Private Sector Jobs Beat Estimates; Service Sector Jumps
The private sector created 162,000 jobs in September, a bit better than expected, as the service sector continued to be the economy's main employment driver, according to the latest ADP numbers.
Small businesses added 81,000 while medium-sized firms gained 64,000, with large companies generating just 17,000 for the the month, the report from ADP and Macroeconomic Advisors said.
Services firms were responsible for 144,000 of the jobs, while manufacturing generated just 4,000 new positions. The service total was off from the 175,000 increase in August.
Construction jobs jumped, with the 10,000 gain the biggest since March. Financial services also added 7,000.
But with the unemployment ratemired at 8.1 percent and the labor force participation rate, which measures the employed as well as those looking for jobs, at a 31-year low, the story remained the same for the lackluster jobs market.
"Jobs growth of 130,000 a month or so would keep the unemployment rate constant. Plus or minus 30 or 40,000 above or below that is essentially noise," Joel Prakken, chairman of Macroeconomic Advisors, told CNBC. "In order to push the unemployment rate down convincingly, we've got to have faster growth than we've been seeing and we just haven't seen that for the better part of this recovery."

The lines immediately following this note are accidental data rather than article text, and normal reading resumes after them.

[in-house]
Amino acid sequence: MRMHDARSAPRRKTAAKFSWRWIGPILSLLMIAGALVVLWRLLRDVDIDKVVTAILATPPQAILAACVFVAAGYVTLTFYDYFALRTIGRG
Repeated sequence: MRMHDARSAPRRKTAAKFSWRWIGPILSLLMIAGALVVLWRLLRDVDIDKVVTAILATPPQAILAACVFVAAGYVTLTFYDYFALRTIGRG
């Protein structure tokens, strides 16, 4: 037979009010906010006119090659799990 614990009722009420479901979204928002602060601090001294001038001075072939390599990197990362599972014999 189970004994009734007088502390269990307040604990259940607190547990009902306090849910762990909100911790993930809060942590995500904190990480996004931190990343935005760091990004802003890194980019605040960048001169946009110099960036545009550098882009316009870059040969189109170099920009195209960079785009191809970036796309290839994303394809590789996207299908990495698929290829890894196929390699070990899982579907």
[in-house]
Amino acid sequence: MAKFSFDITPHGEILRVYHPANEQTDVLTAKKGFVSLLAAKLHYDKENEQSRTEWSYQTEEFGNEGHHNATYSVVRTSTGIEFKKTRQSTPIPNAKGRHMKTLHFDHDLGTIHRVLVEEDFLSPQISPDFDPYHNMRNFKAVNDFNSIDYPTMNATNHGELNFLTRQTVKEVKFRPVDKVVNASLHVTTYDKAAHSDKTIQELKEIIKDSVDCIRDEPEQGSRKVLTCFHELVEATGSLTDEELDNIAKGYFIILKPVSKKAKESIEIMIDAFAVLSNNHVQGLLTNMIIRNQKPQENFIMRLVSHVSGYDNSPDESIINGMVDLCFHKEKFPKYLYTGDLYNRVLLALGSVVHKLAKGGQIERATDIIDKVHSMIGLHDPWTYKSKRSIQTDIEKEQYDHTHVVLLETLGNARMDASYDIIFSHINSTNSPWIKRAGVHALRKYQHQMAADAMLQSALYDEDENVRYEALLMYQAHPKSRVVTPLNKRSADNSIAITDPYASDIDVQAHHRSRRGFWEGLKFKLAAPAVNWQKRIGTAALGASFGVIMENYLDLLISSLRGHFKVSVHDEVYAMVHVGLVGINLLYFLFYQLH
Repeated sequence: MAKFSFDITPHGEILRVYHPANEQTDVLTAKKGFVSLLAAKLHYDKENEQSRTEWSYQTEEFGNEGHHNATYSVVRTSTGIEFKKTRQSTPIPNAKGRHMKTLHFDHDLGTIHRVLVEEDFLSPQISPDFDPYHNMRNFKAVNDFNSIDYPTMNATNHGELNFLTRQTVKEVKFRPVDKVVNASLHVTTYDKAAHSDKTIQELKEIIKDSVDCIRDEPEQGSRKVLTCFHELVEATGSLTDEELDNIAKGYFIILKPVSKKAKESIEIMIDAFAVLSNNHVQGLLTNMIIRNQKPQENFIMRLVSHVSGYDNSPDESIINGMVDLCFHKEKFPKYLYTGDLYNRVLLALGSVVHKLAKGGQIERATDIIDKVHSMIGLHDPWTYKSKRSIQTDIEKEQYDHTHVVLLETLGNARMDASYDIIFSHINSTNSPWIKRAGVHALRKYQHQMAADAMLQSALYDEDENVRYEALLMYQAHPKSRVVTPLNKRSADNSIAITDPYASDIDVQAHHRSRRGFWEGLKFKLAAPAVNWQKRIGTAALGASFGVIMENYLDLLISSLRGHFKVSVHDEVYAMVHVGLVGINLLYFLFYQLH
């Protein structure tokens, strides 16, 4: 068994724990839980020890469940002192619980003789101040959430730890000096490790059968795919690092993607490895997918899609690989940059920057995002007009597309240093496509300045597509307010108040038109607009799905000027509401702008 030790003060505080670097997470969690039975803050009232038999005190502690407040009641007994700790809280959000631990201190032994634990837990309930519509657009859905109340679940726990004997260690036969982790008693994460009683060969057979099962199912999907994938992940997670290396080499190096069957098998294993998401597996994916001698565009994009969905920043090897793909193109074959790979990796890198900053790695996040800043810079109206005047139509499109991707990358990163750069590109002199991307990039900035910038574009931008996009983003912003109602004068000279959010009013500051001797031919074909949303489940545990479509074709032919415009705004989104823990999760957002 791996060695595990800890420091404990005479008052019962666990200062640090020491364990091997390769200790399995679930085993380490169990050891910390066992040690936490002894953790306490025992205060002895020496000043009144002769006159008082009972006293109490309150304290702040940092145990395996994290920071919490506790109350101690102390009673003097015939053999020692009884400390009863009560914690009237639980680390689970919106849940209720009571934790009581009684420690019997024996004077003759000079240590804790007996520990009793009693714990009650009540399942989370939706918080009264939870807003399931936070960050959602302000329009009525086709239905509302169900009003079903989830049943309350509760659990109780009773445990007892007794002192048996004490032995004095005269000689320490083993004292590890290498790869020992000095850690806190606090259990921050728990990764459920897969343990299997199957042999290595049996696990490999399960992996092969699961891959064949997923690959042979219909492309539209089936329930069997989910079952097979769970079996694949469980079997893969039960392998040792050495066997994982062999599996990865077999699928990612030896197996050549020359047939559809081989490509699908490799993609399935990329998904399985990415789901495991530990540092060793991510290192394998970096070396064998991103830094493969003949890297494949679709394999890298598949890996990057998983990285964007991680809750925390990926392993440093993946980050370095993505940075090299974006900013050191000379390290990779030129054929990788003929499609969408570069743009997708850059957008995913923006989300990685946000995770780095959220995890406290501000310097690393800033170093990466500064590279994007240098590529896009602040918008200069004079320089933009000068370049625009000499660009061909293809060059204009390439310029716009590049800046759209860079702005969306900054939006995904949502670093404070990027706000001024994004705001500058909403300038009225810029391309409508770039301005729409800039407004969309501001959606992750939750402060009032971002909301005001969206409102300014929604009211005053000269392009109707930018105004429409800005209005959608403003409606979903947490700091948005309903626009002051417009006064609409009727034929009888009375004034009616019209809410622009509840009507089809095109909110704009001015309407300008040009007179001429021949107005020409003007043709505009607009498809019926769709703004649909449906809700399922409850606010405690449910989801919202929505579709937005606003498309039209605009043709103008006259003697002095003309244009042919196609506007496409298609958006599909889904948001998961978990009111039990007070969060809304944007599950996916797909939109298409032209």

Though economists sometimes change their nonfarm payrolls expectation based on the number, ADP's count can be volatile and dramatically off the government's official total, which will be released Friday.
In September, ADP raised hopes that the jobs engine was humming along, with the private sector creating 201,000 positions in August. However, when the government released its own count it found that the actual overall total for the economy was just 96,000 new jobs.
Economists expect the nonfarm payroll number for September to be around 118,000.
The August ADP count was revised lower by 12,000 to 189,000, and July's total was cut 17,000 to 156,000.